For some, childhood expectations and that stage in a girl-child's life when crushes come easily can sometimes lead to life changes. A girl at just that stage, crushing on a minister, agrees to go see Butterfly McQueen. The Butterfly McQueen, who is as famous for being an atheist as she once was for a few lines in a big movie that is a central part of the myth of the state where she lives. The 80-year-old atheist turns away the girl sent to evangelize at her door, but opens the child's eyes and mind to wondering and questioning. Unvarnished truth is important to her.

The girl, now a woman studying medicine and conducting her first autopsy in class, remembers:

"My mother's was the first dead body I knew, the first one I touched. ... She wanted a wig and the mortician's makeup for the casket. I didn't pass along her wishes. Does it matter what we do when consciousness has passed? I was the one who had to look at her, and I wanted the real her, even if the real her was hairless and wasted."

Her conclusion is one of those earth-stopping moments in reading. It's a simple statement that is all the more profound for it, and the wisdom of it can be questioned and admired at the same time:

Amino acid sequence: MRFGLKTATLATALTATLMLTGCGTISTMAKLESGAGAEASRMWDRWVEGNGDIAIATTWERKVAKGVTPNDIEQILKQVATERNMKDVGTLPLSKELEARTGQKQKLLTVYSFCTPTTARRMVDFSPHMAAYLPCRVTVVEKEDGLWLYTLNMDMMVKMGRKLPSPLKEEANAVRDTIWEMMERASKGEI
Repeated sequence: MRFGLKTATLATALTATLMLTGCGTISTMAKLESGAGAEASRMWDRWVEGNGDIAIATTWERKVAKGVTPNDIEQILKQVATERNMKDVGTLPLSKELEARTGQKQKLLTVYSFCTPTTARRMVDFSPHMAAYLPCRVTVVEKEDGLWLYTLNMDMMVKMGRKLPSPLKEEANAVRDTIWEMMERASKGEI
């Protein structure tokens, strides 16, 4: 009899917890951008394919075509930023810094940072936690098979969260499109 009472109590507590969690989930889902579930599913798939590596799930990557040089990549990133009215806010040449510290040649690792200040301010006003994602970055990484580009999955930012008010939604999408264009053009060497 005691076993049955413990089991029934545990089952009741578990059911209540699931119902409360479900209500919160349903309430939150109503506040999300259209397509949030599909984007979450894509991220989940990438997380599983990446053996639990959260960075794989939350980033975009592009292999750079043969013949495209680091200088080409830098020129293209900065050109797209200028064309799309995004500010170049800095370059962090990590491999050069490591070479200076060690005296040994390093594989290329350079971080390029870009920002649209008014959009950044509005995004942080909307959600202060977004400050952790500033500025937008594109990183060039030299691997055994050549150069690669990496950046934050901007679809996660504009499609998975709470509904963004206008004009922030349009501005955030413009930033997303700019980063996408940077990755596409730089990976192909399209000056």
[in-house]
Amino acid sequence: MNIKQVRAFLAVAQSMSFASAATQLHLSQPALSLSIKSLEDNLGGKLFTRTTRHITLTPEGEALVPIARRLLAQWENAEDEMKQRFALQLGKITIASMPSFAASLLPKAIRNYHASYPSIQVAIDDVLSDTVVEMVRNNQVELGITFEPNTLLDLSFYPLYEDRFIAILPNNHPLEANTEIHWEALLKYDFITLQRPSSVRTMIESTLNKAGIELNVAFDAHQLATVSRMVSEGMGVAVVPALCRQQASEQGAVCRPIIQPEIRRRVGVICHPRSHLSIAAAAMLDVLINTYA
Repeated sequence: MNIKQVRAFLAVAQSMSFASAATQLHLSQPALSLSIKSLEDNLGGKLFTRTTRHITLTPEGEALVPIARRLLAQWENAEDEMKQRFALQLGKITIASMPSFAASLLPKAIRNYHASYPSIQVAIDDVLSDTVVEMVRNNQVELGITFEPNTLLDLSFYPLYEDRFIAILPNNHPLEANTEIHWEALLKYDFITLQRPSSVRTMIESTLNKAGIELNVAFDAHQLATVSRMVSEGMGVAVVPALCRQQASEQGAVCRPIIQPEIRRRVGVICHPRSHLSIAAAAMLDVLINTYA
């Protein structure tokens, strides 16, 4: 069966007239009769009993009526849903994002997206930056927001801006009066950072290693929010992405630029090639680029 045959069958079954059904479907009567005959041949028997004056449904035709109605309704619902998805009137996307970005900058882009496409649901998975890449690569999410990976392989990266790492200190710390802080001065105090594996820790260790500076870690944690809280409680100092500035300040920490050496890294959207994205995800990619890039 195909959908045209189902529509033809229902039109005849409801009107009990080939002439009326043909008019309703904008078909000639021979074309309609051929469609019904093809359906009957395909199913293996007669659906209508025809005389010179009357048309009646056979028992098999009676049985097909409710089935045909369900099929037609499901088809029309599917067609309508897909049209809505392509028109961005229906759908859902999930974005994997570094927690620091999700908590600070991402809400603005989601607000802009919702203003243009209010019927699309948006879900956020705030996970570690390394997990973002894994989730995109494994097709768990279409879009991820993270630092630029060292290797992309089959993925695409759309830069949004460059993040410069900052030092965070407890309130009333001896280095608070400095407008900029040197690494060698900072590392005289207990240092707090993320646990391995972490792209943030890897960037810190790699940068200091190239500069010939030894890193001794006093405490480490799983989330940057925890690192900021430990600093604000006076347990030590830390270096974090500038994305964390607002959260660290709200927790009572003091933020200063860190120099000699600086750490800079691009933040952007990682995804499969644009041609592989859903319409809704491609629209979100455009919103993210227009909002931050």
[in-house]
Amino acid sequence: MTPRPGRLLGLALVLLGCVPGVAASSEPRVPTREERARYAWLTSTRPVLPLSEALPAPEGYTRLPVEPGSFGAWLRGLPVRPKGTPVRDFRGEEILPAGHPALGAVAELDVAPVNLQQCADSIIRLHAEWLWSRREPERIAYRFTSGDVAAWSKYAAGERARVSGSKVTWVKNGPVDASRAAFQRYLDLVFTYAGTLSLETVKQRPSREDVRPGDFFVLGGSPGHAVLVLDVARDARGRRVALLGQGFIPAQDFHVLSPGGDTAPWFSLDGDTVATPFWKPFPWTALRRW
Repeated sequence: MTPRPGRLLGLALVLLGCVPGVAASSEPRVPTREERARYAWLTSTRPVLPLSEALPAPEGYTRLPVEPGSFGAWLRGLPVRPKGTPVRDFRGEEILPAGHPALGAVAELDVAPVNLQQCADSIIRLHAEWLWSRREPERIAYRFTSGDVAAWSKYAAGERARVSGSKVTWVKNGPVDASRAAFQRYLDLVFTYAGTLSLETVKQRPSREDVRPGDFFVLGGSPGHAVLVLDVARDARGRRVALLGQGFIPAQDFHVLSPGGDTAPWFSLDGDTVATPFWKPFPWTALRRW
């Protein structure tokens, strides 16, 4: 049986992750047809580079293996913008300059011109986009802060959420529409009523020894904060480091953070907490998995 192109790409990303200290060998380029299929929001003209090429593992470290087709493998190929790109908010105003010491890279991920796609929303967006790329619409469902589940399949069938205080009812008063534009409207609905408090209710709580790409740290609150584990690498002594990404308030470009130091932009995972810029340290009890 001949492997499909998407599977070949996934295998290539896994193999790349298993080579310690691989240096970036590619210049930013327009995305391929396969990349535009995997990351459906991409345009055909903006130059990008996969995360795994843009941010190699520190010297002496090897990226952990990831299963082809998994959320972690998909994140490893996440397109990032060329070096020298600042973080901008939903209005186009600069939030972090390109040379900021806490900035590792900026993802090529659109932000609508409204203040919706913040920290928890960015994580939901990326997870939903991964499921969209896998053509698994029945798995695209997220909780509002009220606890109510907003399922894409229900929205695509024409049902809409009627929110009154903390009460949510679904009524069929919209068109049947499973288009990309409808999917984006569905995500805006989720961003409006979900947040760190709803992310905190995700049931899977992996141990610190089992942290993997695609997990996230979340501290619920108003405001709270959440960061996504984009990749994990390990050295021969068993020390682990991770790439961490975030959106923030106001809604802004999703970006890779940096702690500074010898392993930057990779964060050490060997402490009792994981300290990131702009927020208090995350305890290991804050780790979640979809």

"What I hope, I guess, is that the right kind of callus will form around my heart."

This sort of fearlessness, a type of defiance at what sentimental society demands of its women, is at the heart of a story about Beryl Markham. The title, A High-Grade Bitch Sits Down for Lunch, uses the name Hemingway gave her (which I see as a honor he did not intend to convey). For Markham, living on her own in Africa, channeling that defiance is essential to survival. "She'd always been a cruel person, she knew that, and today it was in her favor."

There is cruelty in the last story in the collection, too, mostly from men, white men, fascinated and disgusted by the women of color in a band traveling through the Jim Crow south. In Hell-Driving Women, that callus around their hearts from the Butterfly McQueen story allows some of them to protect their hearts, not cut them off completely.